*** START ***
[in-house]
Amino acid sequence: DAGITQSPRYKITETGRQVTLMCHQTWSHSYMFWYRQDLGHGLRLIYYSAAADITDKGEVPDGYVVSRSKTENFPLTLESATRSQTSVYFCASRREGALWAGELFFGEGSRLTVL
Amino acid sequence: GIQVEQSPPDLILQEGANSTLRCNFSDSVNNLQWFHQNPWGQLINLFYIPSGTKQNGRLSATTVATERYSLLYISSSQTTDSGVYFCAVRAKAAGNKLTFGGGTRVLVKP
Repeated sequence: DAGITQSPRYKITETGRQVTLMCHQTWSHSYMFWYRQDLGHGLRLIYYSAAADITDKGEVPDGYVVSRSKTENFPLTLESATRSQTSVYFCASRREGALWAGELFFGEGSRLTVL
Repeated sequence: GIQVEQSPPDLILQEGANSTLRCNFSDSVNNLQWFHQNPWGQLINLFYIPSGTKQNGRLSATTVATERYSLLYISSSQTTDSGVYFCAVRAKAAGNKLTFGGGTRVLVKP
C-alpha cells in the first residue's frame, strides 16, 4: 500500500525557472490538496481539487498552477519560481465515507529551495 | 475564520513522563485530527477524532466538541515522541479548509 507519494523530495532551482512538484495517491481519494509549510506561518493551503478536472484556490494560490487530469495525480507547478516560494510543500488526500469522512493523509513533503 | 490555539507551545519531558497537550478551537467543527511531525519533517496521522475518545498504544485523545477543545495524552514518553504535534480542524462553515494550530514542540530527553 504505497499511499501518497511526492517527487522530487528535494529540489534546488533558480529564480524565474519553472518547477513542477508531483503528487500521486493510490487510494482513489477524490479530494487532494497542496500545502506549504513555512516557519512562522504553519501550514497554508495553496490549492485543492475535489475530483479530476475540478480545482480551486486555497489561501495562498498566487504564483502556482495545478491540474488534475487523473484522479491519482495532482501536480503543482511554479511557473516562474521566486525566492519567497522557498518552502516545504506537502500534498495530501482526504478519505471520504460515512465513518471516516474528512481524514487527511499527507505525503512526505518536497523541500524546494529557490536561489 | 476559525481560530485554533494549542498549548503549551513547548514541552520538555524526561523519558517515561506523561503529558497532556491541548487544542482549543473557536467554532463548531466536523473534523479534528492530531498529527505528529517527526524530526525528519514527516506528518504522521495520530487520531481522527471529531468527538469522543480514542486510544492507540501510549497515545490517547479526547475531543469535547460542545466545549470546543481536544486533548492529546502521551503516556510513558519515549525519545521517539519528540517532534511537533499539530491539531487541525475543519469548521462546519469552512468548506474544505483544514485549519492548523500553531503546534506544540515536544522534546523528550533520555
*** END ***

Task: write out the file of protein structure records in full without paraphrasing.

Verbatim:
[in-house]
Amino acid sequence: DAGITQSPRYKITETGRQVTLMCHQTWSHSYMFWYRQDLGHGLRLIYYSAAADITDKGEVPDGYVVSRSKTENFPLTLESATRSQTSVYFCASRREGALWAGELFFGEGSRLTVL
Amino acid sequence: GIQVEQSPPDLILQEGANSTLRCNFSDSVNNLQWFHQNPWGQLINLFYIPSGTKQNGRLSATTVATERYSLLYISSSQTTDSGVYFCAVRAKAAGNKLTFGGGTRVLVKP
Repeated sequence: DAGITQSPRYKITETGRQVTLMCHQTWSHSYMFWYRQDLGHGLRLIYYSAAADITDKGEVPDGYVVSRSKTENFPLTLESATRSQTSVYFCASRREGALWAGELFFGEGSRLTVL
Repeated sequence: GIQVEQSPPDLILQEGANSTLRCNFSDSVNNLQWFHQNPWGQLINLFYIPSGTKQNGRLSATTVATERYSLLYISSSQTTDSGVYFCAVRAKAAGNKLTFGGGTRVLVKP
C-alpha cells in the first residue's frame, strides 16, 4: 500500500525557472490538496481539487498552477519560481465515507529551495 | 475564520513522563485530527477524532466538541515522541479548509 507519494523530495532551482512538484495517491481519494509549510506561518493551503478536472484556490494560490487530469495525480507547478516560494510543500488526500469522512493523509513533503 | 490555539507551545519531558497537550478551537467543527511531525519533517496521522475518545498504544485523545477543545495524552514518553504535534480542524462553515494550530514542540530527553 504505497499511499501518497511526492517527487522530487528535494529540489534546488533558480529564480524565474519553472518547477513542477508531483503528487500521486493510490487510494482513489477524490479530494487532494497542496500545502506549504513555512516557519512562522504553519501550514497554508495553496490549492485543492475535489475530483479530476475540478480545482480551486486555497489561501495562498498566487504564483502556482495545478491540474488534475487523473484522479491519482495532482501536480503543482511554479511557473516562474521566486525566492519567497522557498518552502516545504506537502500534498495530501482526504478519505471520504460515512465513518471516516474528512481524514487527511499527507505525503512526505518536497523541500524546494529557490536561489 | 476559525481560530485554533494549542498549548503549551513547548514541552520538555524526561523519558517515561506523561503529558497532556491541548487544542482549543473557536467554532463548531466536523473534523479534528492530531498529527505528529517527526524530526525528519514527516506528518504522521495520530487520531481522527471529531468527538469522543480514542486510544492507540501510549497515545490517547479526547475531543469535547460542545466545549470546543481536544486533548492529546502521551503516556510513558519515549525519545521517539519528540517532534511537533499539530491539531487541525475543519469548521462546519469552512468548506474544505483544514485549519492548523500553531503546534506544540515536544522534546523528550533520555